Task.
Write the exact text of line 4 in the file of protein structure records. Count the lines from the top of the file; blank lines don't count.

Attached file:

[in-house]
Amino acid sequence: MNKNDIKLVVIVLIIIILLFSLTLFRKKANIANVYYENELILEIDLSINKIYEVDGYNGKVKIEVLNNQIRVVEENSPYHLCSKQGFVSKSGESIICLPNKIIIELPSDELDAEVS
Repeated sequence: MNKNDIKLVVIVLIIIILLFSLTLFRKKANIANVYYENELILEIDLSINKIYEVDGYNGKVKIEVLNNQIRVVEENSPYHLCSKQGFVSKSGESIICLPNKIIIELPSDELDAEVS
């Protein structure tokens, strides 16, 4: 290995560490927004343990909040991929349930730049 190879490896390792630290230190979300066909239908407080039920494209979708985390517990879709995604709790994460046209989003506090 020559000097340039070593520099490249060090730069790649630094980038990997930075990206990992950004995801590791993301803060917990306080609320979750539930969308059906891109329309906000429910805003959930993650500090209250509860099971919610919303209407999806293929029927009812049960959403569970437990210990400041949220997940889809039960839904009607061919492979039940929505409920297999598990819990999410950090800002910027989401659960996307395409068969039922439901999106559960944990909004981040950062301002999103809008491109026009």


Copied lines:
């Protein structure tokens, strides 16, 4: 290995560490927004343990909040991929349930730049 190879490896390792630290230190979300066909239908407080039920494209979708985390517990879709995604709790994460046209989003506090 020559000097340039070593520099490249060090730069790649630094980038990997930075990206990992950004995801590791993301803060917990306080609320979750539930969308059906891109329309906000429910805003959930993650500090209250509860099971919610919303209407999806293929029927009812049960959403569970437990210990400041949220997940889809039960839904009607061919492979039940929505409920297999598990819990999410950090800002910027989401659960996307395409068969039922439901999106559960944990909004981040950062301002999103809008491109026009």